Well you say that you can't do this and that without knowing what you are doing.
A counterexample is the fact that the basic architecture of the most widely
used security protocol we have in use today were set by people who did not know
what they were doing. They had the good sense to later hire people who did but
they had already made the critical choices at that point.
Sure we beat them up for getting the security design wrong (he's talking about
an integrity attack, Marc), but they did make a design choice that none of the
rest of us who knew better would have done that has in hindsight turned out to
be completely right.
A similar set of issues surrounded the Web. The critical invention was 404 Not
Found. Scruffy links were the wrong way to do it in 1992 but today we
understand that only scruffy can work.
Architecture is about abstraction. Knowing what you can forget is the really
From: Keith Moore [mailto:moore(_at_)cs(_dot_)utk(_dot_)edu]
Sent: Tuesday, July 03, 2007 11:16 PM
To: Clint Chaplin
Subject: Re: chicago IETF IPv6 connectivity
Clint Chaplin wrote:
there is NOBODY working in IETF for whom familiarity with IP,
including IPv6, is not essential.
whether they realize this is a different question. but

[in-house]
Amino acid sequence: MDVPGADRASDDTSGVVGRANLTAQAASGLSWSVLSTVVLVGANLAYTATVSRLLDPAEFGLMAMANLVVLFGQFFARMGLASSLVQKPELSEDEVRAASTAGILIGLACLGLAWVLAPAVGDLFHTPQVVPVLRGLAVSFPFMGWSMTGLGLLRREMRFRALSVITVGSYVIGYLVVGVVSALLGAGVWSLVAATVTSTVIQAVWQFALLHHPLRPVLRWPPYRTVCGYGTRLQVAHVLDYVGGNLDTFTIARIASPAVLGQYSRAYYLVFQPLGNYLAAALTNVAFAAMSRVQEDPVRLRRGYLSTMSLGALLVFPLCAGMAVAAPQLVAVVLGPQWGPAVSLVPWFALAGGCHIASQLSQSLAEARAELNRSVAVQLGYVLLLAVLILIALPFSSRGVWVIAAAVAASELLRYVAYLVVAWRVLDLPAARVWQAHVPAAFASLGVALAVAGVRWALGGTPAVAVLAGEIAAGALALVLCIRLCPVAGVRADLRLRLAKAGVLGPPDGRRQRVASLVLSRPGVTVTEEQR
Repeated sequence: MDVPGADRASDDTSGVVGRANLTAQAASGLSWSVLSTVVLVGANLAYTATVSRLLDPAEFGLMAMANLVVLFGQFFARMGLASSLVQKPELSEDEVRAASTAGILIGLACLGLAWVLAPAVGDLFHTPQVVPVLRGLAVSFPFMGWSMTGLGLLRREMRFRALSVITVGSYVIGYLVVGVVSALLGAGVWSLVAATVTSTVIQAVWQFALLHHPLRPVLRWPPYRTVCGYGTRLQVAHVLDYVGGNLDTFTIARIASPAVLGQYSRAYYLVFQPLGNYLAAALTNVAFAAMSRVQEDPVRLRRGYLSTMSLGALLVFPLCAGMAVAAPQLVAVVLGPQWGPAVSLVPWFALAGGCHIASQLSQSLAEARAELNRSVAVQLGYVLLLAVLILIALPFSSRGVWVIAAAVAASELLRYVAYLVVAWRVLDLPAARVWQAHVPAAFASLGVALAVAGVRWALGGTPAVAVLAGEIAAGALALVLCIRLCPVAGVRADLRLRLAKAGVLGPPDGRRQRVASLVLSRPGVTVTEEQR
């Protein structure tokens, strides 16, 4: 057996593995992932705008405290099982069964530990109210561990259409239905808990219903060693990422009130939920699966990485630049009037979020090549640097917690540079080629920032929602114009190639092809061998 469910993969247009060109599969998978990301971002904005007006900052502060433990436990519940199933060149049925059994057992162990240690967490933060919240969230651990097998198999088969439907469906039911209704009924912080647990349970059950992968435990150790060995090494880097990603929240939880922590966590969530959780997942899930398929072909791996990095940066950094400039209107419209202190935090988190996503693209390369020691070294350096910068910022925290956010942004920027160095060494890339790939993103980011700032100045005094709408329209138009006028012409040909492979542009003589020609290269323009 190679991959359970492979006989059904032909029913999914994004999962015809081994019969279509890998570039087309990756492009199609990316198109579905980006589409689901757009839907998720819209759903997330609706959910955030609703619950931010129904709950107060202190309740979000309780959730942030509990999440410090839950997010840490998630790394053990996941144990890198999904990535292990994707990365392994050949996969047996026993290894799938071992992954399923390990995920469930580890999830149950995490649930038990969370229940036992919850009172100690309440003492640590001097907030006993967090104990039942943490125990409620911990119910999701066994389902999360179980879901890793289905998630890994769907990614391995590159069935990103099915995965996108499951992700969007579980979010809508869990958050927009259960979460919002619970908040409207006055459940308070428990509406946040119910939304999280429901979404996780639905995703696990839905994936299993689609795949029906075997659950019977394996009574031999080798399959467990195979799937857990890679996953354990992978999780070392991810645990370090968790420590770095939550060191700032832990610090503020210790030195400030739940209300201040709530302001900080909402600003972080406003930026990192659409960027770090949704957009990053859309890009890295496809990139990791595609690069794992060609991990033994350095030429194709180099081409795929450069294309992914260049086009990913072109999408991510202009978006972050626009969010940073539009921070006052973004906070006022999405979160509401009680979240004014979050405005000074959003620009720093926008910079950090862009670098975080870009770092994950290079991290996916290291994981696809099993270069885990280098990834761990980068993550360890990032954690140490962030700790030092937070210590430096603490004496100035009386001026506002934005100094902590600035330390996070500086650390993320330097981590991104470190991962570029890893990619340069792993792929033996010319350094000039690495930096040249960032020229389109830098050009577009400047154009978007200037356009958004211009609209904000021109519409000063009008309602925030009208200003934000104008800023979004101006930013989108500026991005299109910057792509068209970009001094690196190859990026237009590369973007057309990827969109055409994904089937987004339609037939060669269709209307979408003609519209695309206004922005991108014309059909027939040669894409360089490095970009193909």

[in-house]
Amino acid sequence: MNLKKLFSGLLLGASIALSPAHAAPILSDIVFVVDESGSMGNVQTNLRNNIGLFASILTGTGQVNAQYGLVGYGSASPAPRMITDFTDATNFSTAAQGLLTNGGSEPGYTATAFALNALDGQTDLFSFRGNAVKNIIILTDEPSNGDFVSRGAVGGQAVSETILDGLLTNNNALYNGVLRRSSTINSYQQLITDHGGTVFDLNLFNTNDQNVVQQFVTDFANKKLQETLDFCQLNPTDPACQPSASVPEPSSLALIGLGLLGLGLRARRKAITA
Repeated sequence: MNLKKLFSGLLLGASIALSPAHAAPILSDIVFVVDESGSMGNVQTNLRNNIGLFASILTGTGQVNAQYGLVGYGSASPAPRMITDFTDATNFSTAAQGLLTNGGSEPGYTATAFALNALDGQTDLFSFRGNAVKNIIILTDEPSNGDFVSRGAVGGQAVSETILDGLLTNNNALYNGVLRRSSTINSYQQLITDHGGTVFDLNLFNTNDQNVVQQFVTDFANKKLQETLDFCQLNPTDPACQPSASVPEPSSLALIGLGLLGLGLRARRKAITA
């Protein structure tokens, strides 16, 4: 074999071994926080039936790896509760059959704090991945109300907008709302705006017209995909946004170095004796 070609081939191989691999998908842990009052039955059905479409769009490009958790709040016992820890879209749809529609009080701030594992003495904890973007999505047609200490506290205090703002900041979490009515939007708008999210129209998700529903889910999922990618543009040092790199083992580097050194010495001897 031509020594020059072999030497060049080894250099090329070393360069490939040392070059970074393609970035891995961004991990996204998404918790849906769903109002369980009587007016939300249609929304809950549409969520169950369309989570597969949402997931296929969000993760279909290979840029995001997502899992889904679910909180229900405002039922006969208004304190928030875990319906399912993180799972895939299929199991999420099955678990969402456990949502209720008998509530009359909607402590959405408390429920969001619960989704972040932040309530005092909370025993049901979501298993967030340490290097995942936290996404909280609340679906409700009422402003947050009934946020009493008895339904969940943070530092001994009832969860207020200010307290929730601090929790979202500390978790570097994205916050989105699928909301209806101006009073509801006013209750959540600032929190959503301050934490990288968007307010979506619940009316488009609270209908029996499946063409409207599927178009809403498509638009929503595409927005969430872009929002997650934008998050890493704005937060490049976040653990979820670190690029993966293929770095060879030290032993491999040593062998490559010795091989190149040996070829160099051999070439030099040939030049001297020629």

you cannot do
competent work in IETF without a basic understanding of the TCP/IP
my point stands. participants in all of these groups need to
understand basics of the TCP/IP protocol stack (including
UDP). for instance, you can't write a decent MIB without
understanding how SNMP works and to do that you need to
understand the consequences of its design choices (including
how it uses UDP). similarly, you can't do a competent job
designing new DNS records or using existing ones without
understanding the protocol limitations of DNS, which follow
to a large degree from
quirks in IP and UDP. You certainly can't do competent Internet
security work without understanding how the information is
going to be packetized, routed, and sent around the network,
and reassembled - i.e.
without understanding IP.
I once had a working group where the participants insisted
that they layer everything on top of HTTP because they didn't
understand TCP and weren't willing to learn. They didn't
even really understand HTTP or its limitations, for instance,
in being pretty much a remote-procedure-call mechanism (which
has certain inherent
inefficiencies) or being poor at handling asychronous
notifications (which they needed). All they knew was that
HTTP had APIs that they could call. And they didn't know how
to use those. And what they produced was a disaster.
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